Published on 29 Aug 2022

IAS Lee Kong Chian Distinguished Professor Public Lecture by Prof Virginijus Syksnys

A Treasure Trove of DNA Scissors: CRISPR-Cas and Beyond

Our eminent speaker, Prof Virginijus Siksnys, is the 2018 Kavli Prize laureate in Nanoscience and the chief scientist and head of the Department of Protein-Nucleic Acids Interactions at the Vilnius University Institute of Biotechnology. Held on 26 August 2022 at the Tan Chin Tuan Lecture Theatre, the lecture was sponsored by the Lee Foundation and it was well attended by around 200 attendees, both online and in-person. We would also like to thank the Ministry of Education Curriculum Planning and Development Division for helping to disseminate the event publicity to the pre-university teachers and students.

[From left] Prof Tan Meng How (Assoc Chair, Students & Continuing Education, CCEB), Prof Sum Tze Chien (Director, IAS), Prof Virginijus Syksnys, Prof Joseph Sung (Dean, LKCMedicine), Prof Peter Preiser (Assoc Vice President, Biomedical & Life Sciences), Prof Lim Kah Leong (Vice-Dean, Research, LKCMedicine), Prof Shunsuke Chiba (Acting Co-Chair, CCEB) and Prof Chen Peng (Assoc Chair, Faculty, CCEB).

Before the lecture began, IAS Director Prof Sum Tze Chien gave a welcome address followed by opening remarks from the Guest of Honour Prof Joseph Sung.

The talk's title "A Treasure Trove of DNA Scissors: CRISPR-Cas and beyond" makes reference to Prof Siksnys' comparison of his Kavli Prize winning discovery of DNA cutting protein CRISPR-Cas 9 to a pair of scissors. In 2007, Prof Siksnys came across a paper in the Science journal that described CRISPR in Streptococcus thermophilus bacteria found in cheese and yoghurt. This piqued his curiosity and led him to start studying the structure and properties of the CRISPR system. Among his earliest discoveres, he found that Cas9 endonuclease could be readily re-programmed to cleave any target site in the genome at low cost. These results were published in PNAS in 2012, which heralded a new era of DNA editing technology. According to Prof Siksnys, the time before 2012 can be called “BC” (i.e., “Before Cas9”), while the period after 2012 can be called "AC" (i.e., “After Cas9 period”).

Prof Joseph Sung (far right) posing a question at the Q&A.

After the discovery and success of Cas9, Prof Siksnys’ group started looking into other Cas enzymes that could function as alternative pairs of scissors. He found that several Cas12f nucleases were active in eukaryotic cells and could be readily programmed to cleave double stranded DNA in a similar manner as Cas9. Importantly, Cas12f is much smaller than Cas9, which would be advantageous in delivery.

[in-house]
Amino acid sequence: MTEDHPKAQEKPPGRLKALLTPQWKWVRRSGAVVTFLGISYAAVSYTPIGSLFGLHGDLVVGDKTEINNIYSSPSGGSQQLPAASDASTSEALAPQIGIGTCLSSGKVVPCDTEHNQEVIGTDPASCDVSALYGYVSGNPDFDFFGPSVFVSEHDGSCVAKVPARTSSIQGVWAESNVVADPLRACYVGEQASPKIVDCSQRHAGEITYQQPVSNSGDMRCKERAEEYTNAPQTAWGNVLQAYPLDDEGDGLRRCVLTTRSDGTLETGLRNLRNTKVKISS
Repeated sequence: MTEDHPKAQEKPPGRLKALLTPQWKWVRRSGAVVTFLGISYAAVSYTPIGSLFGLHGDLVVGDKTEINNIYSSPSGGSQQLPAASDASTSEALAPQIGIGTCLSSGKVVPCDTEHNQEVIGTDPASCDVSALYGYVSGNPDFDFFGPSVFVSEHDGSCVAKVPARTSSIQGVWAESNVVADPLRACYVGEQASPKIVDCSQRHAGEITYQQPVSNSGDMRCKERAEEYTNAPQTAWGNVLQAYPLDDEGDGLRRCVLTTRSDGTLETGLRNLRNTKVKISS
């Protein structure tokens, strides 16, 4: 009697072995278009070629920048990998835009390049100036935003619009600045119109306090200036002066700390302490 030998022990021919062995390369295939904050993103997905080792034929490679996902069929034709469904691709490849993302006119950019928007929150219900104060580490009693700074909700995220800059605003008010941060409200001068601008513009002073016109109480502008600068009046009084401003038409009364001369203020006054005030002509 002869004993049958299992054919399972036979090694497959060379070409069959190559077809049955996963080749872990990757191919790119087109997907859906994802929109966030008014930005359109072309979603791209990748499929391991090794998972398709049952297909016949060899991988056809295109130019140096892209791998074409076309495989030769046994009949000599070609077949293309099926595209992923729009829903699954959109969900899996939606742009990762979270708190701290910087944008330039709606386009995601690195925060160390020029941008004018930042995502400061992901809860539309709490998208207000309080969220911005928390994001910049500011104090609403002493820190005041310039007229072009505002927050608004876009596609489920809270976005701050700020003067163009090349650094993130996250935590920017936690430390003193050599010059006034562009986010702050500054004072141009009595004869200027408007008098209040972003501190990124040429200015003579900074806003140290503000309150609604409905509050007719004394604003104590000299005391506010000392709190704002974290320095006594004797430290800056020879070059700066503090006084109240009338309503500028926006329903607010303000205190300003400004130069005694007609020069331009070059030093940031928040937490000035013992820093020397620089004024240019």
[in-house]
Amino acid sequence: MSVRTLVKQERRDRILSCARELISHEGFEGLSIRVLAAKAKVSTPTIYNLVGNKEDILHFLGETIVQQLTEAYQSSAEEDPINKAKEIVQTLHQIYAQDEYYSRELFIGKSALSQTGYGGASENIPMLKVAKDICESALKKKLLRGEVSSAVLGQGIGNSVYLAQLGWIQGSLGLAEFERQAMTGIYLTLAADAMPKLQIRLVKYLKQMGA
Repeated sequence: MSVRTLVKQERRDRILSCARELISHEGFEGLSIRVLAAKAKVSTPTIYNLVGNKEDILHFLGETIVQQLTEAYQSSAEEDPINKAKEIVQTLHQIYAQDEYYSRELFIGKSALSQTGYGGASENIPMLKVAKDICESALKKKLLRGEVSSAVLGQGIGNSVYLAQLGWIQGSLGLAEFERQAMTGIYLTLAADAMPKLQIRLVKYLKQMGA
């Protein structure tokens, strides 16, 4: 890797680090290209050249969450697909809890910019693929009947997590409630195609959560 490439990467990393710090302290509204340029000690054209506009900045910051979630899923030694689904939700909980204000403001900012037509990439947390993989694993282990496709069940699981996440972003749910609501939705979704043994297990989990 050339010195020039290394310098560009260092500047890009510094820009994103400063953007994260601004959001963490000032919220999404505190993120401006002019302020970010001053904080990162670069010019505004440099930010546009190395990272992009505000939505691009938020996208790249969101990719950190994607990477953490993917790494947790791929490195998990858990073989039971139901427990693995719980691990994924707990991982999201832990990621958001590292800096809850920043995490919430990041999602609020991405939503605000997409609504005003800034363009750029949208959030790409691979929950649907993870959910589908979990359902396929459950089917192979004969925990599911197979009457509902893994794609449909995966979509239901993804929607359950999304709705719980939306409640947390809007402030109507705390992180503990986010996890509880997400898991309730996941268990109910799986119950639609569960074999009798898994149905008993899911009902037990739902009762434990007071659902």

Even after finding two state-of-the-art programmable DNA cleaving enzymes, Prof Siksnys’ quest of finding better alternatives for genome editing did not end. This was when he started looking into ISDra2 transposition by a TnpB protein, which belongs to 15200/605 family of transposons. In his work, he found a Transposon Associated Motif (TAM), TTGAT, that was characteristic of both TnpB and TnpA transposons. Further research into the properties and structure of these transposons led to the discovery of novel RNA guided genome editing capabilities of TnpB. Comparing TnpB with Cas9 and Cas12f based on their properties, Prof Syksnys said, “I have three tools in my genome editing toolbox: Cas9 - the biggest scissors, Cas12f - the medium sized scissors, and TnpB - the smallest scissors. I am hopeful that the CRISPR toolbox can do amazing things for gene therapy in the future.”

Enthusiastic participants engrossed in the Q&A session with Prof Syksynys.

In the Q&A session that followed, there were some intriguing questions, such as the feasibility of using Cas9 in human disease medication. Prof Siksnys gave an example of an ex-vivo approach, where the bone marrow was taken out of the patient and treated before being put back in to produce healthy blood cells which can travel across the human body. Prof Siksnys highlighted that while curing a disease in the human body may still be difficult with current technologies, future technologies in development can prove very useful. Researchers are also raising genetically modified pigs, which can be used to donate organs to humans in need of organ replacement to curb the issue of lack of organ donors.

In response to further questions regarding preparation, practices and work required to reach the pinnacle of research and development in the sciences, Prof Siksnys said, “Do what motivates you, what keeps you awake, if it is passion for sciences, you will reach there one day. You won’t learn until you are ready to make many mistakes. After all, science is just about moving from one mistake to another.”

Pritish Mishra | PhD student, Interdisciplinary Graduate Program, NTU